A note from the publisher
In addition to the attention Professional Services Marketing 3.0 is getting in the U.S., leaders in Europe and around the world are taking note.
At Legal Innovation, Ann Bjork of Sweden-based Virtual Intelligence, a knowledge management consultancy specializing on law firms, writes:
The book provides not only an expansive description about these eras and the professional services marketing development, it also serves predictions on the future on the basis of Bruce W. Marcus’s vast experience, as well as ideas and suggestions for marketing strategies and finding different approaches for positioning. It contains a vivid and comprehensive description of how the professionals began to learn to compete by using the tools of marketing and how this lead to the nature of the firms beginning to change, with a shift from the traditionally practice-driven firms to the client-driven firms with focus on the value of the services to the client. We now also see new kinds of firms developed with a clear focus to improve client service and productivity by the use of innovative technology and new attitudes by the professionals. As Bruce W. Marcus puts it in his preface: “That’s what this book is about – how to learn to swim to shore in a churning and turbulent sea of evolution and change. How to recognize and participate profitably in the incoming tide. How to use your own resources to survive and thrive when your competitors are drowning in a sea of despair. How to find and sow the seeds of opportunity in the midst of crisis. How to survive as the future unfolds.”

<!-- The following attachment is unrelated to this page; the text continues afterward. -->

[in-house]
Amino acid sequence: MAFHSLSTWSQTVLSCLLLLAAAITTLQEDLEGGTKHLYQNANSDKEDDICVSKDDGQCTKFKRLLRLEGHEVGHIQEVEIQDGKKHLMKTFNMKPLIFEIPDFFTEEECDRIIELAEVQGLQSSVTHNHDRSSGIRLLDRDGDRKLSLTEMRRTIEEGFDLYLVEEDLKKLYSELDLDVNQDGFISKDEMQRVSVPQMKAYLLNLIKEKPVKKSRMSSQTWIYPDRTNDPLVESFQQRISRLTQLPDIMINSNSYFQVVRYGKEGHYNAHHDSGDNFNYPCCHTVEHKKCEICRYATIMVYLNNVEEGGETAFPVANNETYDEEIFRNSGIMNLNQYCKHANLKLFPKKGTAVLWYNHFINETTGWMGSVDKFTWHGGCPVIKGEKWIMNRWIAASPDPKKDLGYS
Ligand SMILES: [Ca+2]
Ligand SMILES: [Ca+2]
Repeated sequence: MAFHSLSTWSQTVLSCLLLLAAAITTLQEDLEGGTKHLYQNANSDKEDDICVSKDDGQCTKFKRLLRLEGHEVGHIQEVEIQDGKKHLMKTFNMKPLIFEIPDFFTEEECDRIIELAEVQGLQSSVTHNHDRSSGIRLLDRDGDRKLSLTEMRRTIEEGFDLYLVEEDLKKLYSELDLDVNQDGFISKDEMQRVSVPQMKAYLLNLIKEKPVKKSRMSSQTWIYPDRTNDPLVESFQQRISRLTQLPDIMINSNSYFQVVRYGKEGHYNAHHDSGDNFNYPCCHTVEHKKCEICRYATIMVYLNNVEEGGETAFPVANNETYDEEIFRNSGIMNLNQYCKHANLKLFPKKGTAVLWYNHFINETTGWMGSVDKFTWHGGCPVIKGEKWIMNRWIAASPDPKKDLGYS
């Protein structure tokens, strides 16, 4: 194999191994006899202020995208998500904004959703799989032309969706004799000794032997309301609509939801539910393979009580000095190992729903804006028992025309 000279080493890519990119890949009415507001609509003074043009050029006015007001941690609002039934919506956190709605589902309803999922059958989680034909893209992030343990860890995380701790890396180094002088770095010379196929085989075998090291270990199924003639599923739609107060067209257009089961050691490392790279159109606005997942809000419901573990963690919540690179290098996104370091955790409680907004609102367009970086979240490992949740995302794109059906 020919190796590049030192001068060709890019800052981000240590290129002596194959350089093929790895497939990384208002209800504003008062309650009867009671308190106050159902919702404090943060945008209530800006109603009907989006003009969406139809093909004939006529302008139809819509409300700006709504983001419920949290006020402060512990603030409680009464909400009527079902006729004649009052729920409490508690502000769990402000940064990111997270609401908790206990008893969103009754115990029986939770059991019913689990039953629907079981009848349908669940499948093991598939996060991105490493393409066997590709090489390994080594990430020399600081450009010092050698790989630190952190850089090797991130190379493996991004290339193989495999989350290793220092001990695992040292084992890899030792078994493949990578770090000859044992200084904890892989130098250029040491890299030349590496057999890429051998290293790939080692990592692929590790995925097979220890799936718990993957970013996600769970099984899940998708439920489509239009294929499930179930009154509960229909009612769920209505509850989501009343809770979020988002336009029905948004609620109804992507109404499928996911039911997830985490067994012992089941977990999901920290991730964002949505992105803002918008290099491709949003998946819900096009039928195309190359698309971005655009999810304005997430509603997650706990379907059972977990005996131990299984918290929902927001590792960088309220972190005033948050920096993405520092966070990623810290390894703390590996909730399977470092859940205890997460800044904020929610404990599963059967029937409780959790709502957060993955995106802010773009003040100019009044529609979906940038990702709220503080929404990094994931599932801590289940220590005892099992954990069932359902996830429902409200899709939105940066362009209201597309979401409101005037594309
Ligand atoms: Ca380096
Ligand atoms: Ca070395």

An interesting question, going back to the discussion on technology before, is the relationship between new innovative technology and the ability to compete, in regard to the current changes in the practice of law. In connection to this discussion, Bruce W. Marcus provided these insightful remarks: “It occurs to me that a vast number of law and accounting firm marketers working today are all substantially post-Bates, which is, I think, why so many believe that the substantial changes in the practice of law seems to stem from technology alone, rather than from the ability to compete where that ability hadn’t existed before. This is not just a fine debating point – it puts the focus on technology, which changes too rapidly to predict with any accuracy. While technology plays a strong role in change, this focus makes it difficult to project future trends with any degree of accuracy. The ability to predict trends is, I believe, essential to planning.” […] “One of the first and most significant manifestations of change has been value billing, which, in its earliest iterations, had nothing to do with technology. The thinking on it was first put forward by the brilliant Ron Baker. While not yet universal, we saw the beginnings of it well before the beginning of the technology revolution in the mid 80s. Another phenomenon that began pre-technology was the growing client sophistication, which has ultimately been enhanced by technology. Technology is a tool that accelerated, but didn’t initiate, the evolution of the law and accounting firms. But as the electric saw facilitated carpentry, it didn’t invent sawing.”